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Home Lifestyle Controversy around "Niala", an erotic comic accused of racism against Africans
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Controversy around “Niala”, an erotic comic accused of racism against Africans

He left, an erotic comic strip, comes out on Wednesday against a background of controversy, accused of relaying the worst racist sterotypes about Africa when its authors ensure that, on the contrary, it mocks colonialist clichés.

Designed by Christian Rossi, Niala is an African that screenwriter Jean-Christophe Deveney, interviewed by AFP, describes as “the spirit of the forest, an imaginary being, a kind of goddess of the jungle”. She grew up among the bonobo monkeys and she meets white people, explorers, missionaries, anthropologists, clad in moral shackles or frustrations, which she awakens in sexuality.

“We find all the common places of adventure comics: the dense forest, the humid climate … And also, what is problematic, the animalization of blacks. That’s what revolts”, comments Elodie Malanda, post-doctoral fellow in literature at the University of the Saar, interviewed by AFP. “Today we cannot compare a black woman and a monkey without reactivating all the colonialist imagination that goes with it, without promoting the idea that Africans are less human than whites”, deplores this researcher.

The controversy over the book was launched on March 1 on Twitter. A reader, shocked by its presentation by Glénat editions, could not read it in full. “A good old fetishist, racist and misogynistic comic book, by two white guys”, she accuses, under the pseudonym of “Nephraïme”. She looks like “noire”, girl d‘”a white man living in Madagascar”. Another reader has launched an online petition calling on Glénat editions to cancel the publication. The publisher did not consider it at any time.

“The title will be on sale as planned in bookshops from Wednesday (…) We have modified the summary of the text intended for the general public, so that the second degree of the album appears this time in an obvious way”, said Glénat.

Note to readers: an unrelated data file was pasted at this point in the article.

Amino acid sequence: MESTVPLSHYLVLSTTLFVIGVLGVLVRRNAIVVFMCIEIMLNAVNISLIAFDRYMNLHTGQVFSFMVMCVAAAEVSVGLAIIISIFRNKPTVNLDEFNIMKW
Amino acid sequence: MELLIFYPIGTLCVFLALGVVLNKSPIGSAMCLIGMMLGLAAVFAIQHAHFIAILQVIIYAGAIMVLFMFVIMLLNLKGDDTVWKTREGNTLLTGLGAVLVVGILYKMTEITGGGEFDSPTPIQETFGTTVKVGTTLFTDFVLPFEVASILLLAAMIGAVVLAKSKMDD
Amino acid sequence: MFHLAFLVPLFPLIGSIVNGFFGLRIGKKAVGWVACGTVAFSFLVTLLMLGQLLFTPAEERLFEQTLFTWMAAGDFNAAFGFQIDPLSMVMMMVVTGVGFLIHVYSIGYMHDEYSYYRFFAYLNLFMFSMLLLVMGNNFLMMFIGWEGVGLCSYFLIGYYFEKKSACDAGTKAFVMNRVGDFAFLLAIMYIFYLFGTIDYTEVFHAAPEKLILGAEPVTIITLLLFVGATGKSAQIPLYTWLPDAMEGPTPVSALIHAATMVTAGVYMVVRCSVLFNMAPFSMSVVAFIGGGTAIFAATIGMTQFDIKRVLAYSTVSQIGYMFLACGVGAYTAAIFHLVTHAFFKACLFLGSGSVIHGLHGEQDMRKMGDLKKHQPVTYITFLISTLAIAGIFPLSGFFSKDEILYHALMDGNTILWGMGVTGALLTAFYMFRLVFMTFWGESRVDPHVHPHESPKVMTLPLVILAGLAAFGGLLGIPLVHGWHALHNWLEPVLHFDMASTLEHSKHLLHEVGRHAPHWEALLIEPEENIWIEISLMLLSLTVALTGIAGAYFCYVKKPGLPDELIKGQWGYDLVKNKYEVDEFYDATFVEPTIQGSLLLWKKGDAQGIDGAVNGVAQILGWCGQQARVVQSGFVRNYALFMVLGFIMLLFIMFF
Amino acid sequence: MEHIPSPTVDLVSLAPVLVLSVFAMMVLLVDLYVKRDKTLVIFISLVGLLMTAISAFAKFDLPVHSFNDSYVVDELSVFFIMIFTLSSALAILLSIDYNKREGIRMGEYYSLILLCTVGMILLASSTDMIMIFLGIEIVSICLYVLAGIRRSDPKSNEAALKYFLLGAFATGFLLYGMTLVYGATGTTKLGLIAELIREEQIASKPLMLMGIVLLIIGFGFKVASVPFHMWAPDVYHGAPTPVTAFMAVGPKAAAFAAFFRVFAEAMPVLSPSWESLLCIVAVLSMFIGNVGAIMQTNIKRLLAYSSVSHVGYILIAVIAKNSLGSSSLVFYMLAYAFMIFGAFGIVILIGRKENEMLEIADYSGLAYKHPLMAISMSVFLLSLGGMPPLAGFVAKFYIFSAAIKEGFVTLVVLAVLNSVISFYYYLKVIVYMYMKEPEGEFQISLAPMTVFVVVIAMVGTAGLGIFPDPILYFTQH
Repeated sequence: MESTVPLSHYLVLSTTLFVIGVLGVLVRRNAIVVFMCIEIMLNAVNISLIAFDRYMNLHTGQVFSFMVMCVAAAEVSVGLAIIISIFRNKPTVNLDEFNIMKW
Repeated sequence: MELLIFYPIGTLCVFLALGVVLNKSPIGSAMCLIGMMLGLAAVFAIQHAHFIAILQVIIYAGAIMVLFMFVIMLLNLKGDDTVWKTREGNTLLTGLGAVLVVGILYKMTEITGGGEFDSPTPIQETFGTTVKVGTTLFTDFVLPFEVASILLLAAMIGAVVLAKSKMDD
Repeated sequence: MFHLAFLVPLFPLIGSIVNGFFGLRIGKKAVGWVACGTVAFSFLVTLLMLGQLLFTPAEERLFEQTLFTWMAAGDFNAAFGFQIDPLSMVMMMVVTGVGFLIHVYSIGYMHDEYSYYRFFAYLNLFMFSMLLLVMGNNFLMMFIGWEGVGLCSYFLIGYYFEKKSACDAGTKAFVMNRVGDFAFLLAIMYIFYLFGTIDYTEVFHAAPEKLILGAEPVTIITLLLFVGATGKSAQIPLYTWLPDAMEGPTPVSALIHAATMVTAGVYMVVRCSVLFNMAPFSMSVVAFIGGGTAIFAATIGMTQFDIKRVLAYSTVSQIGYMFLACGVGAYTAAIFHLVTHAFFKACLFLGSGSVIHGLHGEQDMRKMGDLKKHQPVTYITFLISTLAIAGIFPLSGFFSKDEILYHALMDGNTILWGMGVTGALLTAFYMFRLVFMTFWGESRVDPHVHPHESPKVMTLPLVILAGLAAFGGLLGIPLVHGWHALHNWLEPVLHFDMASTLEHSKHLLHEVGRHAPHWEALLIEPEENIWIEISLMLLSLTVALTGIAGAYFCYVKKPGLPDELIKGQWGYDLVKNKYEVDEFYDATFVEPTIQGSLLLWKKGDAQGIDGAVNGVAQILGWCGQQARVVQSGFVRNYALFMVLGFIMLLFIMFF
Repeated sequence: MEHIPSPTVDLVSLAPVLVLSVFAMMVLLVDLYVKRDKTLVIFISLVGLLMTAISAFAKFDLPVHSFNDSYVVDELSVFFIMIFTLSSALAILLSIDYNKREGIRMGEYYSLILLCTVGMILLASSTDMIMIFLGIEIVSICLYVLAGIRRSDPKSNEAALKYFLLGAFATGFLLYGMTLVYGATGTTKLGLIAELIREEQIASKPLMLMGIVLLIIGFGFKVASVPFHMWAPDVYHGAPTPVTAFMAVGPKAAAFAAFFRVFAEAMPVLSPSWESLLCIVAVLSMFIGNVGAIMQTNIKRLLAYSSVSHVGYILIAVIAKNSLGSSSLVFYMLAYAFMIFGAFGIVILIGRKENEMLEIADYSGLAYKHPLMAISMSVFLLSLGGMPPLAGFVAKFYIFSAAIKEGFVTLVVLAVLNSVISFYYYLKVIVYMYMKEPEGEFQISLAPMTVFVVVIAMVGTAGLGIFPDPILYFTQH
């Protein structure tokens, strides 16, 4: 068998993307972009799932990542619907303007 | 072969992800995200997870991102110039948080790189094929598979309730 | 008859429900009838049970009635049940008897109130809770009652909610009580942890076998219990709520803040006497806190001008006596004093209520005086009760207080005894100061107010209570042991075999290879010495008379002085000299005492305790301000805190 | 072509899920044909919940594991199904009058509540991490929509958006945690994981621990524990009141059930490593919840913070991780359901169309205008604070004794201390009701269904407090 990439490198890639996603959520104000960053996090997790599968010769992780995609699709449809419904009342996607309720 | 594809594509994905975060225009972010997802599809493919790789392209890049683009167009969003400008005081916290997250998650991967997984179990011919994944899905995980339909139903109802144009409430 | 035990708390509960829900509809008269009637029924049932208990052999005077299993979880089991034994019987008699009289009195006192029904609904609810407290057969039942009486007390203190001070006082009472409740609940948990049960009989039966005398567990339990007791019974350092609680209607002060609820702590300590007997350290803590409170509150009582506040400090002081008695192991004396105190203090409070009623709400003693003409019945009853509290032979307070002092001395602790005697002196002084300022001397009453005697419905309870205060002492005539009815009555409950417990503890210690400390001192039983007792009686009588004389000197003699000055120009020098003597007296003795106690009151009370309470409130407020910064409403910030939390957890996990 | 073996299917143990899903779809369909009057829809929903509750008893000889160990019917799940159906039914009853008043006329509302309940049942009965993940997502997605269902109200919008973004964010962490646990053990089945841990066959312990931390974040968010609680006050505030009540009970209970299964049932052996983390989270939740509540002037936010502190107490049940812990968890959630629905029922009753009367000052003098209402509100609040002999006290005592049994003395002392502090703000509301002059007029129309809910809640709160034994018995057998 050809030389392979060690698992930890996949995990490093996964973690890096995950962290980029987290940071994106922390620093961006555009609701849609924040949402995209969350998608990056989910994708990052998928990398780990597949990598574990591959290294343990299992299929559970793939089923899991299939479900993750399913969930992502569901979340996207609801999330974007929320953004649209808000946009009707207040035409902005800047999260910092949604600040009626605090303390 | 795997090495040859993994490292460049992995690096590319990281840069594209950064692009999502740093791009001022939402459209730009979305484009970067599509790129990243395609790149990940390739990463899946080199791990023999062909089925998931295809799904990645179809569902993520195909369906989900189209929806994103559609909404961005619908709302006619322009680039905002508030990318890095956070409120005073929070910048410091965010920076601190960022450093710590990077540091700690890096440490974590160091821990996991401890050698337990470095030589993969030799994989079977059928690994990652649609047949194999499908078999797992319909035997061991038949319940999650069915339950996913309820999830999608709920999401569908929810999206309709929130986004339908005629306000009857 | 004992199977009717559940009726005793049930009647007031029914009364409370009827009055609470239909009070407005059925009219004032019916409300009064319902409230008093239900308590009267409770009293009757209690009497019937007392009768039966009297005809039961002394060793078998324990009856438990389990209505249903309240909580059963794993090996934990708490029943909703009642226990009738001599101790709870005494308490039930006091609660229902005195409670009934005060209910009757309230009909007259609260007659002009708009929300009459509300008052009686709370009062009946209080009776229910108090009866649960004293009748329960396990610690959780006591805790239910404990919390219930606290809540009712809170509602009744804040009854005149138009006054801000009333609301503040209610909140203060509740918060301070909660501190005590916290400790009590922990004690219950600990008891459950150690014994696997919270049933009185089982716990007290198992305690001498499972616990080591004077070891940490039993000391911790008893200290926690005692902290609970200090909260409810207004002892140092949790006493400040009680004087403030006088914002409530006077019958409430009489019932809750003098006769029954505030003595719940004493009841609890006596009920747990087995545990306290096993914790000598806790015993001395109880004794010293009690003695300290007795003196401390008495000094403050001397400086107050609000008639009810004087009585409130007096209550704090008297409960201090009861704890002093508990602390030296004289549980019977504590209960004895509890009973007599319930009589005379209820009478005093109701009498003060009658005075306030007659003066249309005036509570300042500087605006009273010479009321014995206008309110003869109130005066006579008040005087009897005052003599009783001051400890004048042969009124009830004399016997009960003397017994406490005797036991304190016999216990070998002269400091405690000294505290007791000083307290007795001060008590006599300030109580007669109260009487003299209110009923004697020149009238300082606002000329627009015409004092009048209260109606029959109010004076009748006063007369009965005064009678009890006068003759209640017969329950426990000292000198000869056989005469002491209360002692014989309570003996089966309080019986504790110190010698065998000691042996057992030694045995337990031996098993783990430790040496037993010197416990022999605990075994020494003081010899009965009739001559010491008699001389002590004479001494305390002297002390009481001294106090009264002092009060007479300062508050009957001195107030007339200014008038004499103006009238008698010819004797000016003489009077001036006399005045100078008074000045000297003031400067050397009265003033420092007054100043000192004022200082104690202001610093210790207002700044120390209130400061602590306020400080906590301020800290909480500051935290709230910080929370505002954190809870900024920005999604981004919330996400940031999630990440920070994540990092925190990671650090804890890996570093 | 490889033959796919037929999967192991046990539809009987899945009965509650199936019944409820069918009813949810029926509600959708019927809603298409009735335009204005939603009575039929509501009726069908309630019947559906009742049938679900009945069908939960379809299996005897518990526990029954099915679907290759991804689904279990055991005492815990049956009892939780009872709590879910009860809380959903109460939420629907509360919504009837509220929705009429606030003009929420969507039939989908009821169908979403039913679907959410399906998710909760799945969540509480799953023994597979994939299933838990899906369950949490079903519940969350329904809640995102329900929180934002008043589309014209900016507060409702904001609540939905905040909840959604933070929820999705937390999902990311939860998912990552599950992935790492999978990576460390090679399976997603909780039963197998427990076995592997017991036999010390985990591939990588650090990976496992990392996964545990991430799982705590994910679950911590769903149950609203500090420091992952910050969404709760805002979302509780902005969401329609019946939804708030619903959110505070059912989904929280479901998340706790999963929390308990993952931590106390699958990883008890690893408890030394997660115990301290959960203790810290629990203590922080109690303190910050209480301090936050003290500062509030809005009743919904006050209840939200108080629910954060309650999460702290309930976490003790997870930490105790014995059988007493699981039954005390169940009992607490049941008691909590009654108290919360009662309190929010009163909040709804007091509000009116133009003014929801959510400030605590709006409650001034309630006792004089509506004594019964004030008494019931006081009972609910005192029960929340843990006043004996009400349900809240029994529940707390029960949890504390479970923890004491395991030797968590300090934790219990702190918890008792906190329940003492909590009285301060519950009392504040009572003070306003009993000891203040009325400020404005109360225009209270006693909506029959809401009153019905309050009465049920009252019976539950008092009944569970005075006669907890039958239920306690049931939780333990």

This presentation text was about a “homage to uninhibited adventure comics from the 1950s”. He now evokes “six caustic and parodic fables which mock prudishness as much as the stereotypes conveyed by colonialist comics of the 1950s”.

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“I can understand that the first blurb on the album might have been shocking. I didn’t write it and it really, very awkwardly presents the content of the album,” said the screenwriter. But “There is clearly no will to be racist. There is not even a will to play with ambiguity around this (…) What is really caricatured are the white characters, these Westerners who arrive, who are ridiculed “, defends Jean-Christophe Deverney.

But it is more the caricature of Africa that the author criticizes a specialist in colonial literature, Dominique Ranaivoson, of the University of Lorraine. “The authors completely animate blacks, in sexuality and by cohabitation with animals which make ‘boom boom’. This is Senghor’s traditional rhetoric: blacks are in the rhythm, the music, in a natural nudity and of sexuality. And on all this there is zero reflection “, she believes.

“If there are amateurs for this porn, too bad for them. For me humor and distance don’t work. It’s a depiction of the worn-out jungle: all the animals sitting around in the clearing. , who came down from the vine and who are happy “, continues this academic. “I find it so poor that there is nothing to sign petitions.”

Same opinion with another academic, who wished to remain anonymous. “The editor was very badly inspired”, he says, but “There are laws in this country against racism. A court can decide.”

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Source site www.francetvinfo.fr

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